Football fans are being "persceuted" and "marginalized" in modern Britain, according to Fulham legend and former "Match Of The Day" presenter Jimmy Hill.
Hill claims that the interests of fans of the "beautiful game" have been systematically attacked by "...the creeping establishment of a new orthodoxy made up of women, sport-haters and people with a so-called 'sense of proportion'."
"In modern Britain, it seems it's okay to like rugby, lacrosse, bongo-bongo-ball or somesuch" he continued, "but woe betide you if you like a harmless bit of footie. Football is being driven underground. Just take a look at the TV schedule - you'd be hard-pressed to find more than 4 hours of soccer-related content per day on any one channel. Some channels show no football at all!"
Pointing to a spate of recent stories about football fans being prevented from wearing replica shirts in the workplace, Hill cites these as further evidence of an anti-football groundswell. "It's outrageous that people can't turn up for work in a garishly striped nylon vest bearing an inapproproately prominent sponsor's logo. I mean, what's wrong with that?" he pleads passionately. "Some people say they look 'common', but they cost more than an M&S cotton formal shirt and a silk tie, for heaven's sake. It's just more soccerphobia, it's truly disgusting. They wouldn't dare tell a cricket fan he couldn't wear his shinpads to work, just because he was a swimming-pool attendant or something."
Prominent academic and football critic A.C. Pevsner recently accused Hill - amongst other soccer luminaries - of being "...unable to access reality in non-football-related terms", a charge which the "Hero of Highbury '72" firmly rejects. "Not only did Pevsner come at me with a meritless ad hominem argument" Hill retorts, "but he did so from what was quite clearly an offside position."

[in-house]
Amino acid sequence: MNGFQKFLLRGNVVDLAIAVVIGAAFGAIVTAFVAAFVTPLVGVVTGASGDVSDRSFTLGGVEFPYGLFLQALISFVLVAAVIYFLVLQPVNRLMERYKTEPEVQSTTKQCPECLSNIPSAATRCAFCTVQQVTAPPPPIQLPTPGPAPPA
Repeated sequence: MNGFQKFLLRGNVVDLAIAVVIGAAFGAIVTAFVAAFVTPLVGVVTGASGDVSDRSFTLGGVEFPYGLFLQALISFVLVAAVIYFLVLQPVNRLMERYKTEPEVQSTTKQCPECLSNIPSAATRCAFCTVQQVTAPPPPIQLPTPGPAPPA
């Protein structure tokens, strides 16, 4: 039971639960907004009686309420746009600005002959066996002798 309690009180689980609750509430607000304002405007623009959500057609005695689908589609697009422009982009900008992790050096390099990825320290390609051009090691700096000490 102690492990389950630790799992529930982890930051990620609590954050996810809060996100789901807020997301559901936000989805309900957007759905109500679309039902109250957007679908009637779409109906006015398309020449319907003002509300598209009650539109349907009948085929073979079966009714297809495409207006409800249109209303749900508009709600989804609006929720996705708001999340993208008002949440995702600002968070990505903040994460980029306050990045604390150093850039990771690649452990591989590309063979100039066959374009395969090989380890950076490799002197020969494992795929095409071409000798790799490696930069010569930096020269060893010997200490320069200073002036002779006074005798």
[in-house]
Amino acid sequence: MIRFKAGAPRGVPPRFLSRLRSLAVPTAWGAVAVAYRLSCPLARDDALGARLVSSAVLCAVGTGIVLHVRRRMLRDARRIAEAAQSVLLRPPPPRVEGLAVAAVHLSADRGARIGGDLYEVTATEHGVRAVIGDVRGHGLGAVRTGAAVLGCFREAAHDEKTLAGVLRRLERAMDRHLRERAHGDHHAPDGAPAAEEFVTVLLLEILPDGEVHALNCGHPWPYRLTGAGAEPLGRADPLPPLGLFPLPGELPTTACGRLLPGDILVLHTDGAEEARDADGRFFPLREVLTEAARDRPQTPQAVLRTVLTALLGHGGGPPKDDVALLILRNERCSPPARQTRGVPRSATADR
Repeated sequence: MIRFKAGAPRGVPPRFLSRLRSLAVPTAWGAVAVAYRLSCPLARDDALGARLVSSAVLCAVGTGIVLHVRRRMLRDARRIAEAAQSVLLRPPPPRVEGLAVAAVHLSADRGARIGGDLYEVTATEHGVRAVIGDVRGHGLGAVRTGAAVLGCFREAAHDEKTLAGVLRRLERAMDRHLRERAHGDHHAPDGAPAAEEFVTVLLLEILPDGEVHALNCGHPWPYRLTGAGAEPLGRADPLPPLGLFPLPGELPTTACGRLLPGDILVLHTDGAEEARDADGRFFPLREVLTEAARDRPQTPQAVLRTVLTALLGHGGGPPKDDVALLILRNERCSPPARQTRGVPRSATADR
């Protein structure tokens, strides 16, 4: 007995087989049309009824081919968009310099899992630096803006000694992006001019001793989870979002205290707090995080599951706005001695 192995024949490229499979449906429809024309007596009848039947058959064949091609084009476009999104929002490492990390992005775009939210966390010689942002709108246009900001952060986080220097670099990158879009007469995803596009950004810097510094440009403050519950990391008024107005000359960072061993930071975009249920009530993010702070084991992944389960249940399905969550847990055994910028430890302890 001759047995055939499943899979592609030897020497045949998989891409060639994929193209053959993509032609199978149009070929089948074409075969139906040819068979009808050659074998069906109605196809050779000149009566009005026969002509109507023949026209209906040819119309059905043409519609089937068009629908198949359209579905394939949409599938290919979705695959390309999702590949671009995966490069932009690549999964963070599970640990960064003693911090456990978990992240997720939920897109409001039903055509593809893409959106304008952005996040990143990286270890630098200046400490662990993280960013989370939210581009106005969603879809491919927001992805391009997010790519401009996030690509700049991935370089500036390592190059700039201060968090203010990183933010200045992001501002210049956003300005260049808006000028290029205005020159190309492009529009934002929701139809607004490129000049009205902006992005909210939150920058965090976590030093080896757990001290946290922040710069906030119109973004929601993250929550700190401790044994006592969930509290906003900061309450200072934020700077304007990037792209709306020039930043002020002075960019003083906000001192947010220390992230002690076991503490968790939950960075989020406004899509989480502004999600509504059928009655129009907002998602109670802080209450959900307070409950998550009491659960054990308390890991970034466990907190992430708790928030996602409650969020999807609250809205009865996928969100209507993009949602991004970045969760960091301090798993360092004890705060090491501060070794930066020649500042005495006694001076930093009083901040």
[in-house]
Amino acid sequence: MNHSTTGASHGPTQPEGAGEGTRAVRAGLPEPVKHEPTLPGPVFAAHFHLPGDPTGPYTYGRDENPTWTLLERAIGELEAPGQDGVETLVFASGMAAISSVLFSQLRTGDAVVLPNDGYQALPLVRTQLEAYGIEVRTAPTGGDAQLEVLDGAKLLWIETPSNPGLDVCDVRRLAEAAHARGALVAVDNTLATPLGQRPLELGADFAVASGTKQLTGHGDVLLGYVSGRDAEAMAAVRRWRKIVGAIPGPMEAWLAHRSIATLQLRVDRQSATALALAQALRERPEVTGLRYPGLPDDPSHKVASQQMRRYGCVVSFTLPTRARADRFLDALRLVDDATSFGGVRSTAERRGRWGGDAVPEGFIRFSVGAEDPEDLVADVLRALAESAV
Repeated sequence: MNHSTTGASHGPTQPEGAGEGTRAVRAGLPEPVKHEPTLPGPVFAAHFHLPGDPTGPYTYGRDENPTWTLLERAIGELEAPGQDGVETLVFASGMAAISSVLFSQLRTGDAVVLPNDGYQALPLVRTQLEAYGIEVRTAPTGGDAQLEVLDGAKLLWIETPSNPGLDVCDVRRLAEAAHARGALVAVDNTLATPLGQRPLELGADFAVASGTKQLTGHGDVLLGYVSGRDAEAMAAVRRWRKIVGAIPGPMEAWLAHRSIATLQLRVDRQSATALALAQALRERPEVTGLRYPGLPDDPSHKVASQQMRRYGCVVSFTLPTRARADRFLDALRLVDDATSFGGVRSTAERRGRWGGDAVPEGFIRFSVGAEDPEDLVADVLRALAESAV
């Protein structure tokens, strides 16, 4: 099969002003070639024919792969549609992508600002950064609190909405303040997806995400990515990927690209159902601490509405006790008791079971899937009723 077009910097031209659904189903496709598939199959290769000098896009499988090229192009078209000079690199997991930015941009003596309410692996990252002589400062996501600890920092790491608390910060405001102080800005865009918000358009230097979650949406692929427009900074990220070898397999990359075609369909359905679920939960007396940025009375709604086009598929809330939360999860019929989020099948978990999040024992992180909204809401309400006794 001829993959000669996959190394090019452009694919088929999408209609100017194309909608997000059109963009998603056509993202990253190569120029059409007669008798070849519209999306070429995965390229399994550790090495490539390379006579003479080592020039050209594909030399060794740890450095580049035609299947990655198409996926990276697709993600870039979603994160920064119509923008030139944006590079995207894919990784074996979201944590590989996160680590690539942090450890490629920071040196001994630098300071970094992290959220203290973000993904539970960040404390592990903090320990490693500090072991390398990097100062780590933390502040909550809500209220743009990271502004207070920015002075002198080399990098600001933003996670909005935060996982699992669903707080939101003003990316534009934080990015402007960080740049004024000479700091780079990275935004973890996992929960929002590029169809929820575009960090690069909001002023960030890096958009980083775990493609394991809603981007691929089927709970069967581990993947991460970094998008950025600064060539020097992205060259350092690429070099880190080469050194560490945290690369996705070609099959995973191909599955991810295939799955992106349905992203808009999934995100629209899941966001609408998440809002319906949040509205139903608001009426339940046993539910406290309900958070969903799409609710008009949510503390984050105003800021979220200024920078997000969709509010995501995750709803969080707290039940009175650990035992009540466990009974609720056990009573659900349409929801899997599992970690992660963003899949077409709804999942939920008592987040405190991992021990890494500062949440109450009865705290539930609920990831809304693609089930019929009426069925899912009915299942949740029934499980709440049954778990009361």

Speaking from an office in the £800m Wembley Stadium, Hill bemoaned the gradual erosion of football values in this new society. "When was the last time you someone throw themselves to the floor, writhing in imaginary agony when approached by a stranger? That kind of thing is frowned upon now, apparently. Excessive gambling, getting in fights at airports, wife-beating; all these time-honoured traditions are under threat because of the dictats of a few trendy intellectuals and judges. The innocent, every day football fan has become a pariah in his own country." he continues, "He can't even chant one of his sacred hymnals in public without being castigated for sexism, racism, or queerbashism or whatever."
But not everyone agrees with the prognathous pundit. Alison McDonnegal, chairperson of pressure group "Not Again, Isn't There Something Else On?" (NAITSEO) responded "For Mr. Hill to suggest that football fans are being persecuted is disingenuous in the extreme. Some people don't like football. Get over it."
This post is a satirical response to this story as reported in The Telegraph... and just about everywhere else.